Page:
As of April 2012, 53% of American adults ages 65 and older use the internet or email. Though these adults are still less likely than all other age groups to use the internet, the latest data represent the first time that half of seniors are going online. After several years of very little growth among this group, these gains are significant. In August of 2008, 38% of adults ages 65 and older were online; by August of 2011, the share of seniors using the internet or email at least occasionally had barely inched up to 41%. However, by February of this year the number of online seniors had bumped up to 48%. In the latest survey, 53% said they used the internet or email.
Among the next oldest age group that we commonly examine, adults ages 50-64, almost eight in ten (77%) use the internet, a proportion that has remained relatively steady over the past three years.
Overall, 82% of all American adults ages 18 and older say they use the internet or email at least occasionally, and 67% do so on a typical day.
Once online, internet use becomes a regular part of seniors’ lives.
Although half of adults ages 65 and older remain disconnected from the internet, once online, internet use becomes a fixture in everyday life for seniors. Overall, 82% of all adult internet users go online on an average day. Among adults age 65 and older, 70% use the internet on a typical day. That compares to:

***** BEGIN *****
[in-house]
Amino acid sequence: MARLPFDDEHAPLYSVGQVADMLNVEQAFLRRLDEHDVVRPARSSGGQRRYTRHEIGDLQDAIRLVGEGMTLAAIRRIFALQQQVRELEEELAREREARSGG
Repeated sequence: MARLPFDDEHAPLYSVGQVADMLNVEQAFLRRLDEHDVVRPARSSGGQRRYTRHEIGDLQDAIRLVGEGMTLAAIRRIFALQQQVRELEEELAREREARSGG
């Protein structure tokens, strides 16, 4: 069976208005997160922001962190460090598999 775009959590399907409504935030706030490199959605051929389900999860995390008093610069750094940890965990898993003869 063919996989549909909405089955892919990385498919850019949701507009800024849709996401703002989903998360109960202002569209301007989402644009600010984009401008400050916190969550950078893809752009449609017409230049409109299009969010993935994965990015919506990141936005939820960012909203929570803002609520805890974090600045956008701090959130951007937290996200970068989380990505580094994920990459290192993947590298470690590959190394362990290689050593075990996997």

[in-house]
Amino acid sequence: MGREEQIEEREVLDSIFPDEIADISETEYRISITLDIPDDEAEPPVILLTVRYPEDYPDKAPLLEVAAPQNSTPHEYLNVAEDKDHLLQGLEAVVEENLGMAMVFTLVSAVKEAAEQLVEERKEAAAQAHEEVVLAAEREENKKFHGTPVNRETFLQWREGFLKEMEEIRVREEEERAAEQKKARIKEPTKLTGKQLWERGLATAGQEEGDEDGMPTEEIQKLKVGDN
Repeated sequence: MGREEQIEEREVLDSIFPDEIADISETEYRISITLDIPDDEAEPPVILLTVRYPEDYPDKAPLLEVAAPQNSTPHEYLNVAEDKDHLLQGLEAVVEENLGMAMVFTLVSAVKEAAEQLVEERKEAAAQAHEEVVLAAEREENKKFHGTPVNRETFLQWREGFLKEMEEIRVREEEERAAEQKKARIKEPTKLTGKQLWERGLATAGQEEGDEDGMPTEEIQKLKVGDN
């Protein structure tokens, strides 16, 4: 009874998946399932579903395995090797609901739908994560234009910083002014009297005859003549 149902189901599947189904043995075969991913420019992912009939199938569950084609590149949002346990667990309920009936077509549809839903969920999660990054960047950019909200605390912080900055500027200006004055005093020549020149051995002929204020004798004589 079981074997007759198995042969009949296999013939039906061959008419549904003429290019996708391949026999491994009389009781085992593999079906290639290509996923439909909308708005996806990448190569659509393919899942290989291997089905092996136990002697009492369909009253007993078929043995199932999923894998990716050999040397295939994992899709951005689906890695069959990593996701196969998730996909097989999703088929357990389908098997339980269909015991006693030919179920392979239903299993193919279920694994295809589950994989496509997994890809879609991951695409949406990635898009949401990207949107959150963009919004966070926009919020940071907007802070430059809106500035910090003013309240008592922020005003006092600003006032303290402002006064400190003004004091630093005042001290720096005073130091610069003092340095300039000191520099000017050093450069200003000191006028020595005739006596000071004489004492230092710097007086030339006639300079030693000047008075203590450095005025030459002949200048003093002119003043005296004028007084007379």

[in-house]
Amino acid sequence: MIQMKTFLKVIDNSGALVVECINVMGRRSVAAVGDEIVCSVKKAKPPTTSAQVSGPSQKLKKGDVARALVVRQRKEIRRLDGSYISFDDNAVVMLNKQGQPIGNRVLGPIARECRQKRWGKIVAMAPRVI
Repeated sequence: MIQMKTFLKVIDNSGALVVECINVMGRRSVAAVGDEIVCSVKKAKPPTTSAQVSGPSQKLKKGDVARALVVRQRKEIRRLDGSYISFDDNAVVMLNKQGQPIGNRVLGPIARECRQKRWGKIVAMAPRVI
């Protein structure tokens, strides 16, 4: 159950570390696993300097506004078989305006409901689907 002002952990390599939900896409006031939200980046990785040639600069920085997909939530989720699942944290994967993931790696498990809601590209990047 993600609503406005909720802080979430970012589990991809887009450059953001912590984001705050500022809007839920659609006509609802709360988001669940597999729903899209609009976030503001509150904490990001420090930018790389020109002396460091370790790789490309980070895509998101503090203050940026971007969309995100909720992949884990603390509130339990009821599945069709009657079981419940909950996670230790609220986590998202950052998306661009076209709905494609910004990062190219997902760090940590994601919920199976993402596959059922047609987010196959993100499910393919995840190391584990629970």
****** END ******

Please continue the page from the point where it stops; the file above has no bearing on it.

- 76% of the internet users ages 50-64 who go online on a typical day,
- 86% of the internet users ages 30-49 who go online on a typical day
- 87% of the internet users ages 18-29 who go online on a typical day.
These findings largely echo other recent research examining older adults’ use of technology. Once they are given the tools and training needed to start using the internet, they become fervent users of the technology.
It is also now the case that once seniors start using the internet, they most often have access to high-speed connections at home. Among all adults ages 65 and older, 39% say they have a broadband connection at home, up from just 8% in 2005.
After age 75, internet and broadband use drops off significantly.
Looking more closely at the “G.I. generation” (those who are currently ages 76 and older) reveals a starkly different reality. Internet adoption among this group has only reached 34% as of April 2012, and home broadband use has inched up to 21%.
Few among this oldest segment of the population are likely to start using the internet without some assistance and encouragement. In 2010, when non-users from the G.I. Generation population were asked if they felt they knew enough about computers and technology to start using the internet and email on their own, 68% said they did not feel confident enough and would need someone to help them get online. Perceived relevancy is also a major issue for this group, as 38% of non-users in the G.I. Generation population say that the main reason they don’t use the internet or email is that they’re “just not interested.” Only 4% of non-internet users in the G.I. Generation population said they would like to start using the internet and email in the future.